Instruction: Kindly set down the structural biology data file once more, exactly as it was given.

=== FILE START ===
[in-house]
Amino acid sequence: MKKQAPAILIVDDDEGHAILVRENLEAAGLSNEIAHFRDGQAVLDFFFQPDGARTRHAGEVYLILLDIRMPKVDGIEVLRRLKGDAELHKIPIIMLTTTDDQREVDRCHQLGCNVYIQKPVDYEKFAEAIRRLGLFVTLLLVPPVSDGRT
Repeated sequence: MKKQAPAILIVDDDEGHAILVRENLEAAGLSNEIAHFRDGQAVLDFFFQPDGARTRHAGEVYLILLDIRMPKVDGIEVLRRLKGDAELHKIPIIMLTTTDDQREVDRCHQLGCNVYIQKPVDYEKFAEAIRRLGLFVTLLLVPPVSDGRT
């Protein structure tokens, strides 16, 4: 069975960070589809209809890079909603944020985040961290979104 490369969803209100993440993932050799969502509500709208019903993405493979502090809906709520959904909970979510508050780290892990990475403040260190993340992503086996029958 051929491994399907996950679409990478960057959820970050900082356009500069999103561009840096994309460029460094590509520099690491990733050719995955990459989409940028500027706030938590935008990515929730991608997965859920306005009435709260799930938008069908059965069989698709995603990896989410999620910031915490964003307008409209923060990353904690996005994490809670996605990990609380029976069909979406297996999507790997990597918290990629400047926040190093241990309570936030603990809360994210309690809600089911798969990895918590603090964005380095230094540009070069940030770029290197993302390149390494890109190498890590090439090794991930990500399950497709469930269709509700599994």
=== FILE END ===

[in-house]
Amino acid sequence: MKKQAPAILIVDDDEGHAILVRENLEAAGLSNEIAHFRDGQAVLDFFFQPDGARTRHAGEVYLILLDIRMPKVDGIEVLRRLKGDAELHKIPIIMLTTTDDQREVDRCHQLGCNVYIQKPVDYEKFAEAIRRLGLFVTLLLVPPVSDGRT
Repeated sequence: MKKQAPAILIVDDDEGHAILVRENLEAAGLSNEIAHFRDGQAVLDFFFQPDGARTRHAGEVYLILLDIRMPKVDGIEVLRRLKGDAELHKIPIIMLTTTDDQREVDRCHQLGCNVYIQKPVDYEKFAEAIRRLGLFVTLLLVPPVSDGRT
């Protein structure tokens, strides 16, 4: 069975960070589809209809890079909603944020985040961290979104 490369969803209100993440993932050799969502509500709208019903993405493979502090809906709520959904909970979510508050780290892990990475403040260190993340992503086996029958 051929491994399907996950679409990478960057959820970050900082356009500069999103561009840096994309460029460094590509520099690491990733050719995955990459989409940028500027706030938590935008990515929730991608997965859920306005009435709260799930938008069908059965069989698709995603990896989410999620910031915490964003307008409209923060990353904690996005994490809670996605990990609380029976069909979406297996999507790997990597918290990629400047926040190093241990309570936030603990809360994210309690809600089911798969990895918590603090964005380095230094540009070069940030770029290197993302390149390494890109190498890590090439090794991930990500399950497709469930269709509700599994």